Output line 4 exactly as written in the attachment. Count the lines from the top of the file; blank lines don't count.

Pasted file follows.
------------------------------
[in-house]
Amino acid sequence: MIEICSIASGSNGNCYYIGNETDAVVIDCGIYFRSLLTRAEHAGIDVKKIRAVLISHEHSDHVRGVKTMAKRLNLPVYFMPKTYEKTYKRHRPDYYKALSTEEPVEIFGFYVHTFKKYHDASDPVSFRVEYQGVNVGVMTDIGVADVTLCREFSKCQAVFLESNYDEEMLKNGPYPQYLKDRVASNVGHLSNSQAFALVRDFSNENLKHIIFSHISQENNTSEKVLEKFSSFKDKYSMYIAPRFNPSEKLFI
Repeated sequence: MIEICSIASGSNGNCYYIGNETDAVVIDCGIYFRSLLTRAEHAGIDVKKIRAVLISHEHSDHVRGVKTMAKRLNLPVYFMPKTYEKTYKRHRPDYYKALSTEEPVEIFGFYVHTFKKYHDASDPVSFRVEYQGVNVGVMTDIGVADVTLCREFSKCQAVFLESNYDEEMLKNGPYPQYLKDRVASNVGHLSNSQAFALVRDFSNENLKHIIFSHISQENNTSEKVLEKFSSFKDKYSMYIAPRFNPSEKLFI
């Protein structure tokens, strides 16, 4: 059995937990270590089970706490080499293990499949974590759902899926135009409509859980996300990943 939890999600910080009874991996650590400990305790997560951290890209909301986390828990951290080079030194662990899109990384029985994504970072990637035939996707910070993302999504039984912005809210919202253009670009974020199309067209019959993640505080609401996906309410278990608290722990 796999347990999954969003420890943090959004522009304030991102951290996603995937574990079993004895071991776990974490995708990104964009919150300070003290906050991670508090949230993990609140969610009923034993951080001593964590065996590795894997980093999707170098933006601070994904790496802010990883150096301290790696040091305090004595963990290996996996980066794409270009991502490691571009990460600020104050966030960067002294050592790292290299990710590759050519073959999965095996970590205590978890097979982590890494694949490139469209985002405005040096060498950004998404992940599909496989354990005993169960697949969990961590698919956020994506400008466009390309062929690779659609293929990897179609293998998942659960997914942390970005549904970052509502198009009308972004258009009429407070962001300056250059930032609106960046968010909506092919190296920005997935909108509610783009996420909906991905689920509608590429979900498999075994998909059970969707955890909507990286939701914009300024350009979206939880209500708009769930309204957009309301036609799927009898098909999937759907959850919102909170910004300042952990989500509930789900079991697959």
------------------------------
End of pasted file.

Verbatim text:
């Protein structure tokens, strides 16, 4: 059995937990270590089970706490080499293990499949974590759902899926135009409509859980996300990943 939890999600910080009874991996650590400990305790997560951290890209909301986390828990951290080079030194662990899109990384029985994504970072990637035939996707910070993302999504039984912005809210919202253009670009974020199309067209019959993640505080609401996906309410278990608290722990 796999347990999954969003420890943090959004522009304030991102951290996603995937574990079993004895071991776990974490995708990104964009919150300070003290906050991670508090949230993990609140969610009923034993951080001593964590065996590795894997980093999707170098933006601070994904790496802010990883150096301290790696040091305090004595963990290996996996980066794409270009991502490691571009990460600020104050966030960067002294050592790292290299990710590759050519073959999965095996970590205590978890097979982590890494694949490139469209985002405005040096060498950004998404992940599909496989354990005993169960697949969990961590698919956020994506400008466009390309062929690779659609293929990897179609293998998942659960997914942390970005549904970052509502198009009308972004258009009429407070962001300056250059930032609106960046968010909506092919190296920005997935909108509610783009996420909906991905689920509608590429979900498999075994998909059970969707955890909507990286939701914009300024350009979206939880209500708009769930309204957009309301036609799927009898098909999937759907959850919102909170910004300042952990989500509930789900079991697959």